I was starting to work harder than I wanted to and around mile 18 or 19 I realized that the last 10k was going to be in survival and not pursuit mode.
We crossed the 20-mile mark in 2:44 and miraculously still at 8:13 min pace. Then I hit that good damn wall. I probably set myself up by telling myself pre-race that it had been a while since I ran a hard 20-26.2 effort. I saw the pace group slip away and my energy was depleted. I wanted to walk but thankfully was too embarrassed to walk in front of Eric. I started to do the math and knew if I averaged 10 min miles for the last 10k I would still PR.
|Loved meeting my Topo Athletic teammate Wheeler before the race.|
Eric knew I was working hard and was incredibly encouraging. We crossed a big bridge around mile 22 (ish) and Eric commented that it is all flat or downhill from there. I came upon my Topo Athletic teammate Wheeler, who I met pre-race, and he was also working hard. Not a coincidence that he is also a (very accomplished) ultra trail runner and therefore working hard on the roads. I got Wheler running with us then after about a mile or two he dropped and ran hard to the finish. Congrats man.
I was walking through the water stops instead of running slowly and just wanted to keep walking. I used every mental trick I knew. I touched the bracelet my daughter made me and I knew I wanted to finish strong for her. I told myself that I would regret walking and I could walk all I want when I finished. At mile 22 I visualized my go-to 4-mile training run. Then 3 miles-just to Jackson Square T Station and back. I muttered aloud a few “Lets go Robidoux.”
Around mile 24 Eric told me we were passing more runners than were passing us which was a HUGE mental boost. I couldn’t see my watch so I had no idea how close we were to my B goal. I shuffled through mile 25 at 8:57 pace then dug deep for the final mile. It was super flat through downtown Sacramento and I knew at some point we would take a sharp left to the finish line. C’mon, where is that damn left?!
At some point Jayson and Sablle joined me which was just the final boost we needed.
Eric guided me toward the men’s finish chute and the clock read 3:40 something and my watch read 3:39:52. I had no idea how far back we started to get my net time. About 20 minutes later we found out…
3:39: 23-a nice and shiny 8+ minutes PB for me!!! Quick takeaways:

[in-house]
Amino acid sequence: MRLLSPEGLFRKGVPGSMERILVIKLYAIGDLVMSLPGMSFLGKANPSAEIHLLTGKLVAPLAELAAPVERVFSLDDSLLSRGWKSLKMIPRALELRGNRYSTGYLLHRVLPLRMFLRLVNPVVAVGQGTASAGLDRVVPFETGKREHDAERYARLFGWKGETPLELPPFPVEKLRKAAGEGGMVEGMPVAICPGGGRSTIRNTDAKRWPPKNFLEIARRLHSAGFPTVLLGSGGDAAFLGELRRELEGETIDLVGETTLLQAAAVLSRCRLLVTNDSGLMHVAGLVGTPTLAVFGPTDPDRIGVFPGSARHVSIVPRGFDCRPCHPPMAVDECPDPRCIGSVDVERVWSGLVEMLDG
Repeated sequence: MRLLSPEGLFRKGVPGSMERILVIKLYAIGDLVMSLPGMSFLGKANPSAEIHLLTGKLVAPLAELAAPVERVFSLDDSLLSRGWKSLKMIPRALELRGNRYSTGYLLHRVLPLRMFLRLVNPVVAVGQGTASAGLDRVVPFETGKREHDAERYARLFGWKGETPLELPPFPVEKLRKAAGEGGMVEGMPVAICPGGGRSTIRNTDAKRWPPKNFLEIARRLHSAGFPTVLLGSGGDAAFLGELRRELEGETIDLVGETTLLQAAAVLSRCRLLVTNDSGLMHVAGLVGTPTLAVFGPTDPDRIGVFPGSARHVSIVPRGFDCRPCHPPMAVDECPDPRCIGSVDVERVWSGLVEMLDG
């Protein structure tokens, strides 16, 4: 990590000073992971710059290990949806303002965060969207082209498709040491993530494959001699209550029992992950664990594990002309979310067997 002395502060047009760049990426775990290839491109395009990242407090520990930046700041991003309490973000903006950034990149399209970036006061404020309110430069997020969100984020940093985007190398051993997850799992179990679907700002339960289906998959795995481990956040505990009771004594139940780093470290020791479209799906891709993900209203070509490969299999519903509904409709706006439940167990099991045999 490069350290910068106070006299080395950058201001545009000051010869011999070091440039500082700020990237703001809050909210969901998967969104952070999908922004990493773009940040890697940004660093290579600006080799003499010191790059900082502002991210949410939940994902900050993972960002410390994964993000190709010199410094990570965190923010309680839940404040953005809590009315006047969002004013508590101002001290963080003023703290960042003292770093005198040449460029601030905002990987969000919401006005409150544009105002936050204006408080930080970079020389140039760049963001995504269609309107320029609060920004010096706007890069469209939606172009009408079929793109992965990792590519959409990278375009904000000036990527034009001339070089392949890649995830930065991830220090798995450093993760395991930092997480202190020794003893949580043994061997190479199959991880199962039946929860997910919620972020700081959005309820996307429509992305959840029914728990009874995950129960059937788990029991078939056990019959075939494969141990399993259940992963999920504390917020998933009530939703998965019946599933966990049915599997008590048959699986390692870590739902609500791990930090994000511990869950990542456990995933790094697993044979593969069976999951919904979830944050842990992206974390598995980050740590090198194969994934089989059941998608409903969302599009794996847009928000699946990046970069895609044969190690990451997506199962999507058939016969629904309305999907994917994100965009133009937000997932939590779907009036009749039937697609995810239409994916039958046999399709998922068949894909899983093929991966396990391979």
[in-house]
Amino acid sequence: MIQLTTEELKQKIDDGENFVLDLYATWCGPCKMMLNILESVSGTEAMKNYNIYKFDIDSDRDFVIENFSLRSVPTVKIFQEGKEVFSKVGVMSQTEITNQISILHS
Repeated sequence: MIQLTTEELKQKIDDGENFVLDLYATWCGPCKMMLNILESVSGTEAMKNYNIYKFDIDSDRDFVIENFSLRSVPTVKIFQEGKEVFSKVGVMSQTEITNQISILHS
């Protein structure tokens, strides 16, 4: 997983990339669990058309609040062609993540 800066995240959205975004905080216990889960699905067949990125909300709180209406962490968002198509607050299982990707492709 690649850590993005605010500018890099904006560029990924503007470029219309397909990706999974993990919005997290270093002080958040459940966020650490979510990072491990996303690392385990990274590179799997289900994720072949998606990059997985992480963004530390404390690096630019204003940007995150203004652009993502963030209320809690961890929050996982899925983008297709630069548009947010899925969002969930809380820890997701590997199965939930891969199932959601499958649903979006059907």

· Road races HURT! Around mile 20 or 21 my right quad was burning on fire and shot. Thankfully it held up.
· Running with the pace group was fun especially when you could feel the entire group moving quickly forward as one. That said, I didn’t get a chance to meet/chat with anyone in that group. I think I was working too hard to carry sustained conversation (indicator that I was running way too hard).
· All three of my guides did a fantastic job. The beginning is always tough, there are a lot of turns and spotty road patches, and even toward the end it is challenging managing folks who stop suddenly or are walking. I felt safe and confident out there the entire time which provided the confidence to run hard even on tired legs.
· The crowd support is super strong especially for a point-to-point. Thanks to all of the folks cheering as well as the amazing course volunteers. Thanks to the USABA and Delta Gamma crew at the halfway point and to Eric’s wife and family who we saw a few times. Huge energy boosts having you all out there.
· Congrats to everyone who toed the line and finished the race.
· From start to finish that was probably the best running weather for any marathon I’ve run. Low 40s to start and low 50s (I think) to finish.
· Wow, I have never hit the infamous 20 mile wall like I did at CIM. My mile 19 split was 8:13 then 20 was low 8:50s. I managed one 8:37 around mile 23 but everything else was 8:50 something. Hard not to think about my time if I had simply run 20 seconds faster per mile. That said, I am incredibly content and proud of my time. Especially considering all of the miles logged this year.
|FINISHED! What a team.|
Post-Race Beeer: Eric is a huge beer geek (I promise that did not factor into me asking him to guide!) and his wife had Moonraker cans for us at the finish line. Possibly the best finish line beer (much better than shower beers) I’ve had. Thank you.
See you all in the streets or on the trails.
GEAR: Topo Athletic Ultrafly (my brother ran in the same!)